Okonomiyaki consists of three parts: the base (cabbage, flour), the toppings (pork belly, squid, shrimp, etc.) and the sauce.


The base:

Basic steps are:

1. mix the dry ingredients, then the dashi stock (or dashi granules with water)

2. Throw in the cabbage

3. Throw in an egg, and mix

Making a fluffy and light okonomiyaki relies on the use of grated mountain potatoes (yamaimo) to make them light and fluffy. However, mountain potatoes are hard to acquire, or are quite expensive. In order to compensate for the lack of mountain potatoes, I increase the amount of cabbage relative to the amount of flour, so that the okonomiyaki would have a lighter, less doughy texture. I use about 50-60g flour (that’s about 2 ounces, or a bit less than half a cup of flour) to about 150g (about 1/3 pound, a bit more than 5 ounces) of cabbage per one okonomiyaki. Basically, that’s enough cabbage to create a 1 inch high 10 inch disc shape on its own.

Mix the flour with a dash of salt and half a teaspoon of baking powder. You want to mix about 60-70ml dashi (or water mixed with dashi stock) taking precautions not to over mix it.

And now, the cabbage.

Here’s the important part: DON’T mince the cabbage. Cut the cabbage into strips, from pole to pole (lengthwise, not sideways. I hope this makes some sense. If the cabbage was earth, you cut from north to south, not the way parallel to the equator). Cutting into strips will create an intricate network of cabbage that supports the structural integrity of the okonomiyaki, even with the small amount of flour that we are using for this recipe.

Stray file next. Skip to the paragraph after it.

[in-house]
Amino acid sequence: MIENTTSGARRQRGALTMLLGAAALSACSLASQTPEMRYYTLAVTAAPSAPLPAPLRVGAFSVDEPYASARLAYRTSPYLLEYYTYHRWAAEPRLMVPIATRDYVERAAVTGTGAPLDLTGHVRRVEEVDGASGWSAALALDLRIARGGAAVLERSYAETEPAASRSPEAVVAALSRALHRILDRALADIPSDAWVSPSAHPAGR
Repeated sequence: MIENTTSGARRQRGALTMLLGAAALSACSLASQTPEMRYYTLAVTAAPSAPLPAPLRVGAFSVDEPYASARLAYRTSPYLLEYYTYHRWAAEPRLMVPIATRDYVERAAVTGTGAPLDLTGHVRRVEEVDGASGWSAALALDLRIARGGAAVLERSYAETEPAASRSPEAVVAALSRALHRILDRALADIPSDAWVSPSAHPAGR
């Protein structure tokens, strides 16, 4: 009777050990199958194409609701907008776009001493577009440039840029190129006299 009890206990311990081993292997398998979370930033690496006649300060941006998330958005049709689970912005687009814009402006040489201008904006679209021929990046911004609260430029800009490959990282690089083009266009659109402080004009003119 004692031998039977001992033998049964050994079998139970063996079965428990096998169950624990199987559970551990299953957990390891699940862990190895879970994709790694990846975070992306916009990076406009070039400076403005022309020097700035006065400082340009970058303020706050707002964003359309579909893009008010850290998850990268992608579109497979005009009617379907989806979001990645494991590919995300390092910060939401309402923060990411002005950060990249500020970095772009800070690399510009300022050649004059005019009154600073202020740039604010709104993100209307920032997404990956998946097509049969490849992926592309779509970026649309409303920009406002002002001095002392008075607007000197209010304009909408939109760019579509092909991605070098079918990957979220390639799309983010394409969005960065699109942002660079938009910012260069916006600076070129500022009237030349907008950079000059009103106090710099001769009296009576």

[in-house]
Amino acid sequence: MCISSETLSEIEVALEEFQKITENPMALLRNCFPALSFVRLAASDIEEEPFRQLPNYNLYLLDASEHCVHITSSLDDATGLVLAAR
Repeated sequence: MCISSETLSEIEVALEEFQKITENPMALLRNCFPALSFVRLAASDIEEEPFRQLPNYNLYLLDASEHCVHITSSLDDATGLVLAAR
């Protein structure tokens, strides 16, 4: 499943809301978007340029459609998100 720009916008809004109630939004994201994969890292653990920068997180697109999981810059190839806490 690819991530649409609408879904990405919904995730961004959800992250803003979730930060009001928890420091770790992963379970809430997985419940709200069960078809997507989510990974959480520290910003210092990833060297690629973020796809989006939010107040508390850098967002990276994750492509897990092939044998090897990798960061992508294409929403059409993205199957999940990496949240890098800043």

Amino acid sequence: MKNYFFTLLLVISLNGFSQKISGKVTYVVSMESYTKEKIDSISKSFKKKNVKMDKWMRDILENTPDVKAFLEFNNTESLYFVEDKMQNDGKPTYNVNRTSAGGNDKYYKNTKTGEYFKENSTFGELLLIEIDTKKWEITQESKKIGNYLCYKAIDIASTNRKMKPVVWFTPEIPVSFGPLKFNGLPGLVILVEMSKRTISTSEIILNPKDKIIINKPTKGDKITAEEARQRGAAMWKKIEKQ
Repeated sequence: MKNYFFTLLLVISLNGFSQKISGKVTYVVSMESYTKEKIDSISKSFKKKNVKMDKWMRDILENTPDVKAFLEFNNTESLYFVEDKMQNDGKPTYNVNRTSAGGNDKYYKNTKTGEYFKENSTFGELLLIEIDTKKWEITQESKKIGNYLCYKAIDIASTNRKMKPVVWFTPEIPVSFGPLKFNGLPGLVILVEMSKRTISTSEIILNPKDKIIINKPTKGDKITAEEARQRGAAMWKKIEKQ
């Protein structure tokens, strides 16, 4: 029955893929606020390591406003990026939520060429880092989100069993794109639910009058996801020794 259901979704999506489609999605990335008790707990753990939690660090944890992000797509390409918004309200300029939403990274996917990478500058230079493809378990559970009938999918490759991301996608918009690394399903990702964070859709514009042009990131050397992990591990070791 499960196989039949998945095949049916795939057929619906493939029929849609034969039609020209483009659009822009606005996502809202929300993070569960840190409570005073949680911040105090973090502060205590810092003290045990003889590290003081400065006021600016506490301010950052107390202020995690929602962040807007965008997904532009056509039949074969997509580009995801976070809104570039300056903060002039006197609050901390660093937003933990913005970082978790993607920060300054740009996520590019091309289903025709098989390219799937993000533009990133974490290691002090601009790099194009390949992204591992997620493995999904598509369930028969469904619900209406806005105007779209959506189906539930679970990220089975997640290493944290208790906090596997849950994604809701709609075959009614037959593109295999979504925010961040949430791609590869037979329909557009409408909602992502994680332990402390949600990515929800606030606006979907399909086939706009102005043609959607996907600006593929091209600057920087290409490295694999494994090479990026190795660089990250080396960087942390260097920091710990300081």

Throw the cabbage into the batter, crack an egg on top, and mix until everything is distributed evenly. But don’t over mix.



In okonomiyaki, you can either mix the toppings into the batter or have the topping line one side of the okonomiyaki, cooking the ingredient into the surface of the okonomiyaki. Mixing in is popular with ingredients that are either not raw or are ready to consume without cooking, such as cheese or cubes of rice cakes. Cooking into one side of the okonomiyaki is more popular with ingredients such as pork belly and squid that develops a nice sear. I once made an okonomiyaki with hatch chilis lining one side, which created a charred, peppery crust to the okonomiyaki. As I said above, one of my favorites is okonomiyaki with cubes of dry mozzarella and bacon.